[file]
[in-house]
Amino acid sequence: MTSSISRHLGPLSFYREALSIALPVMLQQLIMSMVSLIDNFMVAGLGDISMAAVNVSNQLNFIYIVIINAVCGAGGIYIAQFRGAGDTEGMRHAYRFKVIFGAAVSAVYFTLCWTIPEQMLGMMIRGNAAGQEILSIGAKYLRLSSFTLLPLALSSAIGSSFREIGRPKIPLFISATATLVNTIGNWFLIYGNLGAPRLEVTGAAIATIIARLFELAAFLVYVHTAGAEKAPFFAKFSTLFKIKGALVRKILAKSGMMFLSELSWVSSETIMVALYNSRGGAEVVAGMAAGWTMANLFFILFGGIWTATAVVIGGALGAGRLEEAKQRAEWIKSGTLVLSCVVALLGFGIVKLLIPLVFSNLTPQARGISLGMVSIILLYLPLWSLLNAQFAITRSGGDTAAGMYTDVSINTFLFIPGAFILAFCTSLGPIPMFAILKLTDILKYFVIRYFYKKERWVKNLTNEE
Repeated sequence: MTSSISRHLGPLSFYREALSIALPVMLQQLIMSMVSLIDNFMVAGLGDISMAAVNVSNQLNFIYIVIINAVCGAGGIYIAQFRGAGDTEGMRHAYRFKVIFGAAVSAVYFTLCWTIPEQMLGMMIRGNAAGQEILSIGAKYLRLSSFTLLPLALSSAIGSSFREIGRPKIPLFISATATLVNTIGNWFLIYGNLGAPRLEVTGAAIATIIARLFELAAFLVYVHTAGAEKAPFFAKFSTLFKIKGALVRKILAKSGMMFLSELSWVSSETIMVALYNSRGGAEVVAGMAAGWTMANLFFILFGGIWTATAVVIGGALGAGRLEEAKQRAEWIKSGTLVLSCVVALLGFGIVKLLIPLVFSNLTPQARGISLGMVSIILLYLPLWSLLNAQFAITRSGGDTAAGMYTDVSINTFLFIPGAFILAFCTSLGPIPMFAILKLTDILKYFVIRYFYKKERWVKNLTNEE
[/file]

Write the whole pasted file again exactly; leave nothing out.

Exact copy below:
[in-house]
Amino acid sequence: MTSSISRHLGPLSFYREALSIALPVMLQQLIMSMVSLIDNFMVAGLGDISMAAVNVSNQLNFIYIVIINAVCGAGGIYIAQFRGAGDTEGMRHAYRFKVIFGAAVSAVYFTLCWTIPEQMLGMMIRGNAAGQEILSIGAKYLRLSSFTLLPLALSSAIGSSFREIGRPKIPLFISATATLVNTIGNWFLIYGNLGAPRLEVTGAAIATIIARLFELAAFLVYVHTAGAEKAPFFAKFSTLFKIKGALVRKILAKSGMMFLSELSWVSSETIMVALYNSRGGAEVVAGMAAGWTMANLFFILFGGIWTATAVVIGGALGAGRLEEAKQRAEWIKSGTLVLSCVVALLGFGIVKLLIPLVFSNLTPQARGISLGMVSIILLYLPLWSLLNAQFAITRSGGDTAAGMYTDVSINTFLFIPGAFILAFCTSLGPIPMFAILKLTDILKYFVIRYFYKKERWVKNLTNEE
Repeated sequence: MTSSISRHLGPLSFYREALSIALPVMLQQLIMSMVSLIDNFMVAGLGDISMAAVNVSNQLNFIYIVIINAVCGAGGIYIAQFRGAGDTEGMRHAYRFKVIFGAAVSAVYFTLCWTIPEQMLGMMIRGNAAGQEILSIGAKYLRLSSFTLLPLALSSAIGSSFREIGRPKIPLFISATATLVNTIGNWFLIYGNLGAPRLEVTGAAIATIIARLFELAAFLVYVHTAGAEKAPFFAKFSTLFKIKGALVRKILAKSGMMFLSELSWVSSETIMVALYNSRGGAEVVAGMAAGWTMANLFFILFGGIWTATAVVIGGALGAGRLEEAKQRAEWIKSGTLVLSCVVALLGFGIVKLLIPLVFSNLTPQARGISLGMVSIILLYLPLWSLLNAQFAITRSGGDTAAGMYTDVSINTFLFIPGAFILAFCTSLGPIPMFAILKLTDILKYFVIRYFYKKERWVKNLTNEE